seven roots of an equation

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Eemil Sakki
Eemil Sakki on 15 Nov 2021
Commented: Eemil Sakki on 15 Nov 2021
Hi,
I need to find the seven roots of omega of this equation (picture), but I don't know how to get the summation tool to work with both beta and lambda having six values. The rhoo (reactivity) is input from user and capital lambda is a known value.
code:
s = 10^-4;
reactivity = 'What is the step reactivity in pcm? ';
x = input(reactivity)*10^-5;
b = [24 123 117 262 108 45];
l = [0.0127 0.031 0.116 0.3106 1.4006 3.876];
o=0;
syms k
a = vpasolve(x==o*(s+symsum(b(k)/(o+l(k)),k,1:6)),o)

Accepted Answer

John D'Errico
John D'Errico on 15 Nov 2021
Edited: John D'Errico on 15 Nov 2021
Your equation is:
What you have done in code is terribly confusing. There is no need to use symsum.
Can we assume that b is beta?
Can we assume that l is the subscripted lambda?
I will guess the variable you called o, which you then set to ZERO? is that your unknown, thus omega?
Is s the value of capital Lambda?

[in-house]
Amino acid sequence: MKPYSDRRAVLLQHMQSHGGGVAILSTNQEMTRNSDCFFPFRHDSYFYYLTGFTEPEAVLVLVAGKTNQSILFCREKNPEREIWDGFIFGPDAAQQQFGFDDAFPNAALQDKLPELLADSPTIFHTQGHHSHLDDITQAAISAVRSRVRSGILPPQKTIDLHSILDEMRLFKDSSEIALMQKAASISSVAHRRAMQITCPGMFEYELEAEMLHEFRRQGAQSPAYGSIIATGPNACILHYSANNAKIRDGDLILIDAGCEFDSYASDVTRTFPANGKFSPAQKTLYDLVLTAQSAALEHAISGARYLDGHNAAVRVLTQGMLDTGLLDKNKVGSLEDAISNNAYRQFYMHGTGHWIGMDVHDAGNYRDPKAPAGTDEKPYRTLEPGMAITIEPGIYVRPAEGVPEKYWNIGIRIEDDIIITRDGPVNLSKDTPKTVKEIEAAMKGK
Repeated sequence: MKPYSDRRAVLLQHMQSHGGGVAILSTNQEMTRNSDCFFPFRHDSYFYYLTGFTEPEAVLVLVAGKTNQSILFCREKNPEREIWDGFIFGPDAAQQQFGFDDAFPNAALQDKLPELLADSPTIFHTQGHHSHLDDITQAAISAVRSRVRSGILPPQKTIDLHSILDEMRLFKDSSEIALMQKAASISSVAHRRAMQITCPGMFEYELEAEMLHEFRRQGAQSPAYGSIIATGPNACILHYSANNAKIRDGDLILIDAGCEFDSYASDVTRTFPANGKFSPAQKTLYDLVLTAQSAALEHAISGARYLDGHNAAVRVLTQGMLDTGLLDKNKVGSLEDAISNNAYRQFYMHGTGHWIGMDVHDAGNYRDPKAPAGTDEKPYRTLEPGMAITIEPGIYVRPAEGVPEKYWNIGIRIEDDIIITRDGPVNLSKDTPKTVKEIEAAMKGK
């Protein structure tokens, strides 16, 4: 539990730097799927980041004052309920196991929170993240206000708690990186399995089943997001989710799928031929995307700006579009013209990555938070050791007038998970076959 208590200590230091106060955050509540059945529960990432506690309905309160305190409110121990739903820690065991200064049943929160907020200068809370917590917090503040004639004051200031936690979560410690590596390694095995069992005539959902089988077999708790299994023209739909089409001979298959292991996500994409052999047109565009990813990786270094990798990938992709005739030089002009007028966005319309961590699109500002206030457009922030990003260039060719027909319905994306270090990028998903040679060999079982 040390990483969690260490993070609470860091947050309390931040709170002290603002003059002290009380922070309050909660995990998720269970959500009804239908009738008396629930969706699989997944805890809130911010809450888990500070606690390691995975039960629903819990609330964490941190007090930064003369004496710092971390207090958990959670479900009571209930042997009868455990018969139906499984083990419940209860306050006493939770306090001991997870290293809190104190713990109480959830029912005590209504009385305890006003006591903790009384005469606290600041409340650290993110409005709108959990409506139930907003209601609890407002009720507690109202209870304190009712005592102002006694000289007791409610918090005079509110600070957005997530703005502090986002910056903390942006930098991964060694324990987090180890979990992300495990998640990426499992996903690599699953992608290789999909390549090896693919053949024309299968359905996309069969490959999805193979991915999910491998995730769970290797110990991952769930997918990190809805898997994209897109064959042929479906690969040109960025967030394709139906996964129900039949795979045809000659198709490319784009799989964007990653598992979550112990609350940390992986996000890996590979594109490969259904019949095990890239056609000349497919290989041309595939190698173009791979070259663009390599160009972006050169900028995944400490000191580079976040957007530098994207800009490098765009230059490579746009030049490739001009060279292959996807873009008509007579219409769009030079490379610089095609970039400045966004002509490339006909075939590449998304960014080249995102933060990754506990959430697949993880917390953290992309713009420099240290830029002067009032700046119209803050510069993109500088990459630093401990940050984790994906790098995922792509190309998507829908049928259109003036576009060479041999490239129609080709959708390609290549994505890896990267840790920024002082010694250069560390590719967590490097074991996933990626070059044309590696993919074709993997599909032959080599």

Let me see.in the picture of the equation, we see a capital Lambda, and then a subscripted Lambda.
And of course, you don't tell us what is the reactivity that you would use.
Next, you should learn that 10^-5 is most easily written as 1e-5 and likewise, 10^-4 is just 1e-4.
So let me guess this is what you need to do. But it is a completely wild guess.
reactivity = 17; % I just picked an arbitrary number here
Rho = reactivity*1e-5;
CapLambda = 1e-4;
Beta = [24 123 117 262 108 45];
Lambda = [0.0127 0.031 0.116 0.3106 1.4006 3.876];
Now, your unknown variable is apparently Omega.
syms Omega
Define the equation using Omega, and all of the other values. You should see that symsum was not used. sum is sufficient, as these are just vectors.
EQ = Rho == Omega*(CapLambda + sum(Beta./(Omega + Lambda)))
EQ = 
Note that the symbolic toolbox decided to display those floating point numbers as the ratios of integers. It will do that.
Finally, solve for Omega. Since we know this equation is equivalent to a 7th degree polynomial, we will just use vpasolve, as such a polynomial cannot be factored in algebraic form to find its roots.
OmegaSol = vpasolve(EQ,Omega)
OmegaSol = 
There are the 7 distinct roots of that equation. Only one of them is a positive value.
  1 Comment
Eemil Sakki
Eemil Sakki on 15 Nov 2021
Hi,
Thanks! You understood the assigment perfectly. One can probably see that I haven't used matlab in a while :) and suddenly had a mandatory homework in quite short notice which required a matlab code as answer. Didn't remember even the easiest commands... Will have to start learning again.
Thanks again!

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